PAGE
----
Ten all-American locales that ought to host a World Cup match

Buffalo Bills pregame festivities. (Getty)

The World Cup is coming to America! (And, yeah, also Canada and Mexico.) It’s great news for the entire country, and at the moment, 17 red-white-and-blue American cities are vying for 10 slots to host WC matches. That’s lovely and all, but forgive us if we can’t get too excited about hosting the world in a drab behemoth like FedEx Field in suburban Maryland.

Our humble proposal: throw out all of the host sites and bring in some fresh ideas. Let’s think big! Let’s think bold! Let’s think stupid! The world’s coming to our door, so let’s use our home-pitch advantage. Presenting ten sites that ought to host a World Cup match in 2026:

Stadium Parking Lot, Buffalo

It’s easy to be a graceful player with an acre’s worth of brilliant green pitch spreading before you. But let’s see how graceful America’s rivals are when trying to avoid getting powerbombed through a table by the Bills Mafia (see above). Tailgating’s an American tradition – we could check this box by hosting games anywhere from Oakland to Baton Route – but the loons in Buffalo are the apex predators of this world. Any player that gets out of this venue without getting set on fire has to consider himself a winner.

Lot of room there for soccer. (Getty)

Daytona International Speedway infield, Florida

You don’t get much more American than stock car racin’, and the infield of a superspeedway like Daytona is its own special lawless wonderland, a place where barbecue sauce is everything from seasoning to beverage to engine lubricant to pool filler, a beer-suffused hellscape where you leave your morality, your faith, your hopes and dreams outside Turn 4. It’s heaven, and it deserves its own matches. Possibly even two or three at once; there’s room. (Also in the mix for this slot: the infields at Churchill Downs, Talladega Superspeedway, and Indianapolis Motor Speedway.)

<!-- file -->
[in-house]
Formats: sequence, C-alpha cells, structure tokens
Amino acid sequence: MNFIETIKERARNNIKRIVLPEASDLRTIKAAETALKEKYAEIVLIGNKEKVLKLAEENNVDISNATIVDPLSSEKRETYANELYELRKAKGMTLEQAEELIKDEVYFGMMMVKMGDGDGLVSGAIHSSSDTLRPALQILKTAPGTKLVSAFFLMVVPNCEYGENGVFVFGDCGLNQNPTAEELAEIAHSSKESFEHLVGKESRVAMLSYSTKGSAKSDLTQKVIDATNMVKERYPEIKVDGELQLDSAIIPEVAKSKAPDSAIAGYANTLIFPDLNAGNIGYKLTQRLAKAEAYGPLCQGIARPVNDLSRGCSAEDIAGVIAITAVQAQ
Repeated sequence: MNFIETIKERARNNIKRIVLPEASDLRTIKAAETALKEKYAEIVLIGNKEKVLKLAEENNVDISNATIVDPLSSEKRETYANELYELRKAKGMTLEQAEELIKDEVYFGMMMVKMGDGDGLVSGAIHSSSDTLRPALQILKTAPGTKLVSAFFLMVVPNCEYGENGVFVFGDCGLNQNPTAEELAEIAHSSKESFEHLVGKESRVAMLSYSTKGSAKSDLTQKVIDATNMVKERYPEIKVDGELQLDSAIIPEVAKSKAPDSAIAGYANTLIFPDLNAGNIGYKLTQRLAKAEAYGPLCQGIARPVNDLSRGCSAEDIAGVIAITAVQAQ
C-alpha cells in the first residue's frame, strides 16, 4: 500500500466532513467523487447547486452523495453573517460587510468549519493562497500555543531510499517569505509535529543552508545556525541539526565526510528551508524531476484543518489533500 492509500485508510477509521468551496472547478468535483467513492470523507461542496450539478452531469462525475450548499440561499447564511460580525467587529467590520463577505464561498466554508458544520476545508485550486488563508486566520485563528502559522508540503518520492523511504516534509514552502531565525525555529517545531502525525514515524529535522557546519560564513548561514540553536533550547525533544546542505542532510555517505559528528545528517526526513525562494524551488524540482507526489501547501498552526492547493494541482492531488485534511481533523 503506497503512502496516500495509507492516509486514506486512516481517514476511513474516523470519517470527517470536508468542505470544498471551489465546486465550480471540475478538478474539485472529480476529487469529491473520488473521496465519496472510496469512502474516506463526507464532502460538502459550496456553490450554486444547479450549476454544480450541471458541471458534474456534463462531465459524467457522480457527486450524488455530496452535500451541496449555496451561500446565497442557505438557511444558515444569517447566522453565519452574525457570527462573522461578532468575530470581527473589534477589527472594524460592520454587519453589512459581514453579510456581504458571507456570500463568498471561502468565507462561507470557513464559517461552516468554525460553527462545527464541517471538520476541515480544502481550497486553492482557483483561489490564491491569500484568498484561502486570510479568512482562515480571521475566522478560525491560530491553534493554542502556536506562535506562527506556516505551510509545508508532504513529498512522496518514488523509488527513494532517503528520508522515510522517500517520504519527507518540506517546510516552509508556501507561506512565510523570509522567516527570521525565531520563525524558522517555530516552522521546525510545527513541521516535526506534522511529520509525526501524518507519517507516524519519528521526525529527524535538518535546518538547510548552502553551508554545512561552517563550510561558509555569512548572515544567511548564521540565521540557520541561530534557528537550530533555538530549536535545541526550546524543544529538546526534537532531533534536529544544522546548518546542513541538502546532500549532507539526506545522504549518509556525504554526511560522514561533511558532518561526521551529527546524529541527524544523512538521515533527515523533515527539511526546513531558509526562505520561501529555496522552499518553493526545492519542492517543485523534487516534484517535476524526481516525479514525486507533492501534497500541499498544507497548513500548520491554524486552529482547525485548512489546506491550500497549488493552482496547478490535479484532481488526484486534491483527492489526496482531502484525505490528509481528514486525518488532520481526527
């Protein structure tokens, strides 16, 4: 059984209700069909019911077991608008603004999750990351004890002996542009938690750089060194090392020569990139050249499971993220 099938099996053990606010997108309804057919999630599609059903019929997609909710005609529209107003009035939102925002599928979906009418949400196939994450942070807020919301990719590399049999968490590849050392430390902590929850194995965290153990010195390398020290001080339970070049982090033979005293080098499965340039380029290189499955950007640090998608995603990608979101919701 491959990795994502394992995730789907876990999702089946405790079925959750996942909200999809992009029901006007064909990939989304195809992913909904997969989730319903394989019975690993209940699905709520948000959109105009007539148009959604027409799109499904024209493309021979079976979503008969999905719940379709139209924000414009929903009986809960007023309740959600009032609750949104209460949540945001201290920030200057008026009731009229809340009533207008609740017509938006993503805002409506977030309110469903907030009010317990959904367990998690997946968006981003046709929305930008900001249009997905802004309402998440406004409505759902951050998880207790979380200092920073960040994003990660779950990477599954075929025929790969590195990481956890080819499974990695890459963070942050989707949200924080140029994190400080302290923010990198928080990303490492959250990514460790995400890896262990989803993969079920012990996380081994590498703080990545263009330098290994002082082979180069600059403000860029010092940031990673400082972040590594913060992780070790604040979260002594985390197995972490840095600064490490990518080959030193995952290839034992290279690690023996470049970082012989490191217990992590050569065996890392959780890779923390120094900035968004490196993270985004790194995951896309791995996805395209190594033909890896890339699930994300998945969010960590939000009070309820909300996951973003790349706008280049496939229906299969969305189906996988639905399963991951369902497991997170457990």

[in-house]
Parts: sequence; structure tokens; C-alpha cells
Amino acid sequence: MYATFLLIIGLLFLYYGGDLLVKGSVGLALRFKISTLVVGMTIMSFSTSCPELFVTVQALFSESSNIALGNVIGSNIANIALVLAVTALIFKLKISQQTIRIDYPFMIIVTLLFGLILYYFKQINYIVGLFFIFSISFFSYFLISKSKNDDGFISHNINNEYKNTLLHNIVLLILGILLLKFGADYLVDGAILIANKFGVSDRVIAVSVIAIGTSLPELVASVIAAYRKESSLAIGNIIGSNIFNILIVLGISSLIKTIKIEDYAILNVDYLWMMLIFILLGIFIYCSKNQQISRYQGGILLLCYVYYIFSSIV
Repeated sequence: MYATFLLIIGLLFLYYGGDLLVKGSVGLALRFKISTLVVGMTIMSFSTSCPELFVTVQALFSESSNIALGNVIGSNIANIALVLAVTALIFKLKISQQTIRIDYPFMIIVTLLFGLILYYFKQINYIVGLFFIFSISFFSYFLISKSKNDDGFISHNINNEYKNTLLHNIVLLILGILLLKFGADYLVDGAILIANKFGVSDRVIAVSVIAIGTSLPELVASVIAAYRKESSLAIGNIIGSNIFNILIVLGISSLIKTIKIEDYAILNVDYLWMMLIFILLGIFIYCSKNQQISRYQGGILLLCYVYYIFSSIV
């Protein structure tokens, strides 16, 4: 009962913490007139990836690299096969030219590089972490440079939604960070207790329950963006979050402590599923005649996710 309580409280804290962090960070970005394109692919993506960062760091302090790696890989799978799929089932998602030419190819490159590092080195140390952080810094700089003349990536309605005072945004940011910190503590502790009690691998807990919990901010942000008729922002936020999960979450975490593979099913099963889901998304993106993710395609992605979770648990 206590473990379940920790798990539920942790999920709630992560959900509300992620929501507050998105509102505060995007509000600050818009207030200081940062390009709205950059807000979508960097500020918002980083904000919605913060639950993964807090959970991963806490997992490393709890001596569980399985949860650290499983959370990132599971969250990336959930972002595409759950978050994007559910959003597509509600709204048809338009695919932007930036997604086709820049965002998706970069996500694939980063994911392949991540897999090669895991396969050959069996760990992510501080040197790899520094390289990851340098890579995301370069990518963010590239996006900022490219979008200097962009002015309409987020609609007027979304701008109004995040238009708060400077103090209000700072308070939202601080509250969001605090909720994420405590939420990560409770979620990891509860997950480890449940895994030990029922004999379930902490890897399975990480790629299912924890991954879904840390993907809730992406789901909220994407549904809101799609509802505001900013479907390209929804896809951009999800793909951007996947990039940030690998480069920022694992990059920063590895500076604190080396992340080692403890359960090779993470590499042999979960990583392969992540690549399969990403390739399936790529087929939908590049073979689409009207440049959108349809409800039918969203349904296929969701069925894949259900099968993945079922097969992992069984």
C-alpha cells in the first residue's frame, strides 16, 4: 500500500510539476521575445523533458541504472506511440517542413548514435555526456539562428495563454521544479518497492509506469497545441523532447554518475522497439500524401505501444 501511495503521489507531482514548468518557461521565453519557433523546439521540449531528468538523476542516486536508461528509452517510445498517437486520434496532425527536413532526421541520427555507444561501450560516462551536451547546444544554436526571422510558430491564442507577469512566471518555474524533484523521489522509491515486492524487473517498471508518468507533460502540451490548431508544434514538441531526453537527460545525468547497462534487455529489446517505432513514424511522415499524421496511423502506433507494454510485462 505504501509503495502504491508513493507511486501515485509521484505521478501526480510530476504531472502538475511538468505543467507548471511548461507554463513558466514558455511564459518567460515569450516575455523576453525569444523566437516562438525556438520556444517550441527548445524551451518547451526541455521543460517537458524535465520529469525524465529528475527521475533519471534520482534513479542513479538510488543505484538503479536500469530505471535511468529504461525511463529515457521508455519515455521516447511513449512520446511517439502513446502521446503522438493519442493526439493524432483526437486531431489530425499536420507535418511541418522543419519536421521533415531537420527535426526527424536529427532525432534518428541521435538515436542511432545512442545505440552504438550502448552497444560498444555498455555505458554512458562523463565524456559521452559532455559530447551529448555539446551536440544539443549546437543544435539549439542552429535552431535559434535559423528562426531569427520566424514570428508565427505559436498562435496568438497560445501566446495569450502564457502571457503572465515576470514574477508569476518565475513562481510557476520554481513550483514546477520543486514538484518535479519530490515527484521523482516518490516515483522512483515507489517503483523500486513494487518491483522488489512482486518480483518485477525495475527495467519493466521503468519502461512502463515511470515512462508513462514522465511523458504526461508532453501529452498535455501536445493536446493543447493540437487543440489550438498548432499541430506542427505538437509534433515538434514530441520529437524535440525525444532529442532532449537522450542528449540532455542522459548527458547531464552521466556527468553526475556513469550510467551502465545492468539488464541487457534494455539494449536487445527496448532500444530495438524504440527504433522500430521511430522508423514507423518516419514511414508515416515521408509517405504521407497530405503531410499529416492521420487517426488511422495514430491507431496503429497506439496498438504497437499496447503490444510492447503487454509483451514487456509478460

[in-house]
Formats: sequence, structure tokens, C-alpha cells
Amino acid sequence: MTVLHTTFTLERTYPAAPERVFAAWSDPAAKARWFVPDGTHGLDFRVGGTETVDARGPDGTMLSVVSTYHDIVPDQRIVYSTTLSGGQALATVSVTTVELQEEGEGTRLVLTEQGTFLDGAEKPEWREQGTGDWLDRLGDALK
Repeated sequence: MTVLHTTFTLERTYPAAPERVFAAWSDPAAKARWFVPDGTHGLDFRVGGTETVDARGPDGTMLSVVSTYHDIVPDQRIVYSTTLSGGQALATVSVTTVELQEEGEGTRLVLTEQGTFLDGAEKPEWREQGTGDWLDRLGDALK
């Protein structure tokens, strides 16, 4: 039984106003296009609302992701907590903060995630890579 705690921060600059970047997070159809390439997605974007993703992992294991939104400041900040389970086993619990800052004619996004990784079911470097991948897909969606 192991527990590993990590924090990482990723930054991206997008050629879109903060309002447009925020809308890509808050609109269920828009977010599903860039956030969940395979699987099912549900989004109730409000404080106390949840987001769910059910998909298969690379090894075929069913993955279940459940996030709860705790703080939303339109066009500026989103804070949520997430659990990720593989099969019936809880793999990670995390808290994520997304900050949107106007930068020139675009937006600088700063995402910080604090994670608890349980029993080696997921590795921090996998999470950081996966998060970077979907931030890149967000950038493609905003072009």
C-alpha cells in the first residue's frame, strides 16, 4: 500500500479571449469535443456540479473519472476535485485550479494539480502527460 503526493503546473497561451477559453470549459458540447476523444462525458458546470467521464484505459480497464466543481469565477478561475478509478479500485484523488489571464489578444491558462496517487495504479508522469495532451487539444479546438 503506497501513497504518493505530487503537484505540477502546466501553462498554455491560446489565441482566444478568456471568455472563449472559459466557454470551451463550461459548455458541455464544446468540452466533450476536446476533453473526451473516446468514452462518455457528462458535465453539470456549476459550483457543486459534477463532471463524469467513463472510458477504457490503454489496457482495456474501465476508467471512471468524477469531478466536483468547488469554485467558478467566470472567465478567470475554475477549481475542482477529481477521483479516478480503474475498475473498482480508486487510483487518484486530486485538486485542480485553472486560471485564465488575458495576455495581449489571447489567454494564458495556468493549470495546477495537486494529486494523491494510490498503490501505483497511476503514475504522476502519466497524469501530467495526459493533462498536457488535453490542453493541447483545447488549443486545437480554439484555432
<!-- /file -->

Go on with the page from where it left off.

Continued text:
Rucker Park. (Getty)

Rucker Park, New York

Yeah, yeah, soccer is the beautiful game. You know what’s also a beautiful game? No-blood-no-foul, go-hard-or-go-home steel-chain-net playground basketball. And nowhere embodies that ethos better than Harlem’s Rucker Park. Sure, international fùtbol players are tough, but are they tough enough to handle the jeers of an angry crowd just outside the fence? And woe to the sad soul who thinks flopping is a good idea on this concrete; if the fall doesn’t traumatize him, the cascading boos of the fans in attendance will.

Augusta National Golf Club. No soccer allowed. (Getty)

Augusta National Golf Club, Georgia

You’re not going to find a more immaculate stretch of land in America than the green between the Augusta National clubhouse and Amen Corner. That’s an awful lot of pristine property that just sits there 51 weeks a year. Let’s drop a fùtbol match right there in front of Rae’s Creek and see how well the world’s best can play when they’re not allowed to run.

Interstate 95. Looks fun. (Getty)

The median of Interstate 95